Volunteers Bag Four Tons of Trash in Two Hours in Columbia, Mo.
More than 650 volunteers turned out in Columbia, Missouri, on Saturday, October 8, for the Eighth Annual Hinkson Clean Sweep.
"That's 150 more than last year," says Scott Dye, national director of the Sierra Club's Water Sentinels Program. The Missouri Sierra Club's Osage Group co-sponsors the city-wide cleanup event each year.
Volunteers convened at 10 a.m. at eight different locations along Hinkson Creek, where they received red trash bags and mesh bags. This year cleanups stretched beyond the creek itself, with many volunteers collecting trash and litter from downtown Columbia. A recent lack of rain meant trash hadn't run off into local creeks, allowing it to collect on city streets.
"We're very gratified to see this annual cleanup event grow over the years to include city, county, and state partners," says Dye. "It's a testament to the value of building local partnerships, and to the civic pride of my fellow Columbians."
City of Columbia Stormwater Educator Mike Heimos estimates that 8,000 pounds of trash was collected during the 2-hour cleanup. Heimos participated in the cleanup of the Grindstone Nature Area, where nearly 700 pounds of trash was picked up.
"The Hinkson Clean Sweep drags the tires, toilets, shopping carts and even the occasional wheelchair out of Columbia's streams," says Dye. In fact, a wheelchair belonging to the Harry S. Truman Veterans Hospital was found in a wooded area and returned to the hospital by women from Alpha Phi House at William Woods University in Fulton, Mo., 60 miles from Columbia. That's the Alpha Phi group, below.
"Kids hear a lot about recycling at school and they see it there, but they don't really see it like this," Becca Rackley, faculty advisor at West Junior High School, told the Columbia Daily Tribune. "The first year we came here the kids were shocked. When they get out and see this it makes them more aware, so they will be more concerned when they become adults."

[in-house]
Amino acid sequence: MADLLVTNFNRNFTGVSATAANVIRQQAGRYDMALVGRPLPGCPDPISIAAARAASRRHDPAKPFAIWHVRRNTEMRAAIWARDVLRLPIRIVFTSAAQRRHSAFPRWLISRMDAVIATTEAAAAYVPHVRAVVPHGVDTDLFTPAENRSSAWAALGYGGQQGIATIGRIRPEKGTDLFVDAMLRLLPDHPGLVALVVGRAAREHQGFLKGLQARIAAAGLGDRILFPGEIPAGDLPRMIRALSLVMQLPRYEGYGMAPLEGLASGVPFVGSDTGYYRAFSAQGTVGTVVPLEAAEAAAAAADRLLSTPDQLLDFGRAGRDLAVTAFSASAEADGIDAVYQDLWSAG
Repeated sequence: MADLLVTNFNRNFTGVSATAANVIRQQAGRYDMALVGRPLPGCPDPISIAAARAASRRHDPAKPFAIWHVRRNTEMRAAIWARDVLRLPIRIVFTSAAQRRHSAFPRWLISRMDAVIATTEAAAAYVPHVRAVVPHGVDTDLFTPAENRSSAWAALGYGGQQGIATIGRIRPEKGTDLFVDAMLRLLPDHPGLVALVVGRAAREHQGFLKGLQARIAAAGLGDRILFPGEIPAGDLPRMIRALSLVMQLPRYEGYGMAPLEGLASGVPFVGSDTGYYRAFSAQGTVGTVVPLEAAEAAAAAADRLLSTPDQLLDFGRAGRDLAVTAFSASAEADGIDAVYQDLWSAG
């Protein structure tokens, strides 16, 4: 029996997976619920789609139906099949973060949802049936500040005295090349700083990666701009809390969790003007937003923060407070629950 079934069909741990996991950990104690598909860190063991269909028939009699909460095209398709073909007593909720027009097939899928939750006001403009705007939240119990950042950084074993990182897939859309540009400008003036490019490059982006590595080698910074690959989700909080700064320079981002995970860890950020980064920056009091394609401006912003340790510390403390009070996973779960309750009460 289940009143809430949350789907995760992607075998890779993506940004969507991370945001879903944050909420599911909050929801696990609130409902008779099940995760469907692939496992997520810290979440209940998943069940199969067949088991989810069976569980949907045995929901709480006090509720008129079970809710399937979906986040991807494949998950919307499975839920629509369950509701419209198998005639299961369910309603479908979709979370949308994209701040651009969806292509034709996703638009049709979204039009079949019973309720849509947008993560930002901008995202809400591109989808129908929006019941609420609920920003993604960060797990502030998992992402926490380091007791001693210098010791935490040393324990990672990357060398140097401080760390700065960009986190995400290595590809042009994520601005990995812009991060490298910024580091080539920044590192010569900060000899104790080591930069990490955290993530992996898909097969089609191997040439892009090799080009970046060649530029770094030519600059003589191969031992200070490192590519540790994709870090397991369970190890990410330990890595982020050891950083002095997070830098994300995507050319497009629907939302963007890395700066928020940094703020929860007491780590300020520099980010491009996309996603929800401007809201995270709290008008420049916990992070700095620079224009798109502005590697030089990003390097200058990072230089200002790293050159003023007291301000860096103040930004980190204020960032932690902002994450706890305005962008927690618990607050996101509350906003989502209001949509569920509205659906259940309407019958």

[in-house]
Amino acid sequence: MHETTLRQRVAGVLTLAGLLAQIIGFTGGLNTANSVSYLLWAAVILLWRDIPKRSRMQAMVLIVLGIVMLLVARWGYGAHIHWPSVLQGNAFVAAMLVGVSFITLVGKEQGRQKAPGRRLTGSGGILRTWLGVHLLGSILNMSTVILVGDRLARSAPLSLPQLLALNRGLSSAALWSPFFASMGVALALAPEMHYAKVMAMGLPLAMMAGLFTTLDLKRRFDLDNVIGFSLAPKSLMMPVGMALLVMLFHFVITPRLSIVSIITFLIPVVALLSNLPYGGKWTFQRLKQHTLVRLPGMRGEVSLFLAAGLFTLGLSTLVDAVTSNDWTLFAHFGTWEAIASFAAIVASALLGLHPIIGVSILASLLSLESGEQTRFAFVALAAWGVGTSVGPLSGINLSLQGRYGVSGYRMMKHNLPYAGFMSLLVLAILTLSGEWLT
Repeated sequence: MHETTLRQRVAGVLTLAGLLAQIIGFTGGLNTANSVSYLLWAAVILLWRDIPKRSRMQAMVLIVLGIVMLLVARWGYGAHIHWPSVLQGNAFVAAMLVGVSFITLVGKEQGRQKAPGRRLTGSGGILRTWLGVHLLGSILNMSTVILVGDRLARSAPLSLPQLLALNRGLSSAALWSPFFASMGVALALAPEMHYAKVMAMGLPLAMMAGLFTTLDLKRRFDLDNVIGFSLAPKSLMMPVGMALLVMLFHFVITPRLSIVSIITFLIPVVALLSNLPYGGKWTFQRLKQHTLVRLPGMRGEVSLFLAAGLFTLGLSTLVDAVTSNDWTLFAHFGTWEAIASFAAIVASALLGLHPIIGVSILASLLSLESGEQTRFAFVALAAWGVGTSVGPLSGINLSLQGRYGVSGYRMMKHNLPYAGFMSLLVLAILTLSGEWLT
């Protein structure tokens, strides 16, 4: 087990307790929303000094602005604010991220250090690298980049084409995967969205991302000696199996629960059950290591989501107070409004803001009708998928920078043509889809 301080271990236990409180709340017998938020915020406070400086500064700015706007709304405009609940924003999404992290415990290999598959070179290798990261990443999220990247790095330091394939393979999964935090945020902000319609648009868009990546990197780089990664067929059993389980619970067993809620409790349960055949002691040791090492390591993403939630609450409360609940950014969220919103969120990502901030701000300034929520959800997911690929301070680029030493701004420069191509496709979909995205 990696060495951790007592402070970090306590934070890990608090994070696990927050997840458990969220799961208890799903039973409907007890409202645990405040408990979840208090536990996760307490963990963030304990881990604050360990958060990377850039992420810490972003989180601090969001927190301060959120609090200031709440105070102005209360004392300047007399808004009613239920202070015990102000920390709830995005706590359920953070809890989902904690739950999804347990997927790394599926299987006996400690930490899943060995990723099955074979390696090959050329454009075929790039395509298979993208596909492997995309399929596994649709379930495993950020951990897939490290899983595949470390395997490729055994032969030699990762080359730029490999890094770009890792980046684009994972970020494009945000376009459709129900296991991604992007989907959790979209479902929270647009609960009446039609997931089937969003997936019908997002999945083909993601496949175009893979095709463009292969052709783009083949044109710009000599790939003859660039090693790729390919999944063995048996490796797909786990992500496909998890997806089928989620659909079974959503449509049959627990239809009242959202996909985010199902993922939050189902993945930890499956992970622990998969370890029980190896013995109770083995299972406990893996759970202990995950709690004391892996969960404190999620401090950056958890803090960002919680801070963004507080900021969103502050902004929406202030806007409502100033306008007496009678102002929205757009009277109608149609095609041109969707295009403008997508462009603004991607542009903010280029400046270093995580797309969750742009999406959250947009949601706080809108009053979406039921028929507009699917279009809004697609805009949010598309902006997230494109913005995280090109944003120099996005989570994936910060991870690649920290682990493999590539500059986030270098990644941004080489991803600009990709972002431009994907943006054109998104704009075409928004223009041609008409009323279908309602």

Lisa Rohmiller of Columbia Volunteer Programs urged residents to do informal cleanups whenever they can, not just when there's a large organized event. "The city provides all the supplies needed for such activities," she told the Columbia Missourian. "People can form their own groups and venture out to clean up any time of the year."
Couples, families, students, school groups, church groups, college fraternities, civic and professional groups, science clubs, girl scout troops and individuals all participate, and handicapped-accessible locations are available for people whose mobility is compromised.
In addition to the Osage Sierra Club, sponsors include the City of Columbia, Boone County, state agencies, the University of Missouri, and local businesses.
"This is the perfect down-and-dirty Fall compliment to the city's 2,000-plus-volunteer Spring Cleanup Columbia event, that focuses on our parks, trails and streets," says Dye. "Working together, we're keeping it clean in Ol' Mizzou."
All photos by Lisa Rohmiller, Columbia Volunteer Programs.